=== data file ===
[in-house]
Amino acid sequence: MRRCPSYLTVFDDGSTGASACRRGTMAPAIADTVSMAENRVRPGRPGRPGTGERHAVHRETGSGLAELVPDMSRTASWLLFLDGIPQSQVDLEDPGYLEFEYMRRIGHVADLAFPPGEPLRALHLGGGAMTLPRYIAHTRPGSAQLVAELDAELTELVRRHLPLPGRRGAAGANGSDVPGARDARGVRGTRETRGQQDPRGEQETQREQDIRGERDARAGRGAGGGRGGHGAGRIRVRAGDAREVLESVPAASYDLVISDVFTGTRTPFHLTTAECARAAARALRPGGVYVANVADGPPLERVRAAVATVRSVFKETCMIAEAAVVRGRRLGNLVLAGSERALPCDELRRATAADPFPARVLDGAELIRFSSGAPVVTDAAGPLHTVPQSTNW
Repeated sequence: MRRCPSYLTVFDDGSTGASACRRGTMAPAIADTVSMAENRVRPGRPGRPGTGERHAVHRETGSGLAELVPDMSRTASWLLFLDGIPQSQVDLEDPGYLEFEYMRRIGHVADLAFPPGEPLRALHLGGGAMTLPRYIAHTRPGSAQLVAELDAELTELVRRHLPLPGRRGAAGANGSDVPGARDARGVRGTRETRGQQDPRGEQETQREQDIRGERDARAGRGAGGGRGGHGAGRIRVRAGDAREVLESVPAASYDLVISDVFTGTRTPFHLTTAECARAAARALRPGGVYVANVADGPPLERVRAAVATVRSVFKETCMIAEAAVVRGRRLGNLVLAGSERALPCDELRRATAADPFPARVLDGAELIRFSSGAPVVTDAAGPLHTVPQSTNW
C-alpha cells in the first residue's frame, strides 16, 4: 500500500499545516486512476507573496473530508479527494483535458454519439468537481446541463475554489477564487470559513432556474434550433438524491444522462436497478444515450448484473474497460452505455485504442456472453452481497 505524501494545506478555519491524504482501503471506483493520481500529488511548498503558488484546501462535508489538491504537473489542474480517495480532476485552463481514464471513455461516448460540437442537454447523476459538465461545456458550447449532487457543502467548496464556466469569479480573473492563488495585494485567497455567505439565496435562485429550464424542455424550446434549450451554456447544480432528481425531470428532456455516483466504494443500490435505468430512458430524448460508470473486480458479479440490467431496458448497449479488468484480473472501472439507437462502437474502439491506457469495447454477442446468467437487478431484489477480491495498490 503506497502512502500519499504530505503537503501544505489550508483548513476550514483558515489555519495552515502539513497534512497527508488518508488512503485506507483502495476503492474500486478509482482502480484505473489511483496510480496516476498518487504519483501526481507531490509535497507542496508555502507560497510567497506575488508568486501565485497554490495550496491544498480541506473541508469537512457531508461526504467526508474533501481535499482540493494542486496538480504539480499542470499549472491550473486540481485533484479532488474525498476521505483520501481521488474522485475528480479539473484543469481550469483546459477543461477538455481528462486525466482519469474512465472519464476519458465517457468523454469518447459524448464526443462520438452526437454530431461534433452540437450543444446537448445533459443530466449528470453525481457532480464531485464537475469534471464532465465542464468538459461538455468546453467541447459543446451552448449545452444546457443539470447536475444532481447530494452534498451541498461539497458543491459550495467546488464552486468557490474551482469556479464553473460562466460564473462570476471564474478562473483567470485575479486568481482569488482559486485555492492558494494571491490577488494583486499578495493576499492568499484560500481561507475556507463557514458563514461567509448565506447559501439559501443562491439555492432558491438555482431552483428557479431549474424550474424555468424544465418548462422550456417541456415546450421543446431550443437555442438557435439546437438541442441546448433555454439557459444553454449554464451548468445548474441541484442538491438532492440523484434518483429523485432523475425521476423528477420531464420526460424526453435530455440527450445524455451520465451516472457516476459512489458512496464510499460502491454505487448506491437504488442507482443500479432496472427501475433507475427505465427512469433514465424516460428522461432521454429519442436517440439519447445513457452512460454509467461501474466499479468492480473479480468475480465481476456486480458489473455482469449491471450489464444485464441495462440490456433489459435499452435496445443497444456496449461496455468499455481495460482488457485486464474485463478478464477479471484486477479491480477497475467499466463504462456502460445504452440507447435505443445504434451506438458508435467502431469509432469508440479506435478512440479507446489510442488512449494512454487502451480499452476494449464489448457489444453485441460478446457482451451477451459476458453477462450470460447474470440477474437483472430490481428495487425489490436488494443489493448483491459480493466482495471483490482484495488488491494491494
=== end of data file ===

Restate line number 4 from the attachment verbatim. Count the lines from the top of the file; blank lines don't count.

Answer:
C-alpha cells in the first residue's frame, strides 16, 4: 500500500499545516486512476507573496473530508479527494483535458454519439468537481446541463475554489477564487470559513432556474434550433438524491444522462436497478444515450448484473474497460452505455485504442456472453452481497 505524501494545506478555519491524504482501503471506483493520481500529488511548498503558488484546501462535508489538491504537473489542474480517495480532476485552463481514464471513455461516448460540437442537454447523476459538465461545456458550447449532487457543502467548496464556466469569479480573473492563488495585494485567497455567505439565496435562485429550464424542455424550446434549450451554456447544480432528481425531470428532456455516483466504494443500490435505468430512458430524448460508470473486480458479479440490467431496458448497449479488468484480473472501472439507437462502437474502439491506457469495447454477442446468467437487478431484489477480491495498490 503506497502512502500519499504530505503537503501544505489550508483548513476550514483558515489555519495552515502539513497534512497527508488518508488512503485506507483502495476503492474500486478509482482502480484505473489511483496510480496516476498518487504519483501526481507531490509535497507542496508555502507560497510567497506575488508568486501565485497554490495550496491544498480541506473541508469537512457531508461526504467526508474533501481535499482540493494542486496538480504539480499542470499549472491550473486540481485533484479532488474525498476521505483520501481521488474522485475528480479539473484543469481550469483546459477543461477538455481528462486525466482519469474512465472519464476519458465517457468523454469518447459524448464526443462520438452526437454530431461534433452540437450543444446537448445533459443530466449528470453525481457532480464531485464537475469534471464532465465542464468538459461538455468546453467541447459543446451552448449545452444546457443539470447536475444532481447530494452534498451541498461539497458543491459550495467546488464552486468557490474551482469556479464553473460562466460564473462570476471564474478562473483567470485575479486568481482569488482559486485555492492558494494571491490577488494583486499578495493576499492568499484560500481561507475556507463557514458563514461567509448565506447559501439559501443562491439555492432558491438555482431552483428557479431549474424550474424555468424544465418548462422550456417541456415546450421543446431550443437555442438557435439546437438541442441546448433555454439557459444553454449554464451548468445548474441541484442538491438532492440523484434518483429523485432523475425521476423528477420531464420526460424526453435530455440527450445524455451520465451516472457516476459512489458512496464510499460502491454505487448506491437504488442507482443500479432496472427501475433507475427505465427512469433514465424516460428522461432521454429519442436517440439519447445513457452512460454509467461501474466499479468492480473479480468475480465481476456486480458489473455482469449491471450489464444485464441495462440490456433489459435499452435496445443497444456496449461496455468499455481495460482488457485486464474485463478478464477479471484486477479491480477497475467499466463504462456502460445504452440507447435505443445504434451506438458508435467502431469509432469508440479506435478512440479507446489510442488512449494512454487502451480499452476494449464489448457489444453485441460478446457482451451477451459476458453477462450470460447474470440477474437483472430490481428495487425489490436488494443489493448483491459480493466482495471483490482484495488488491494491494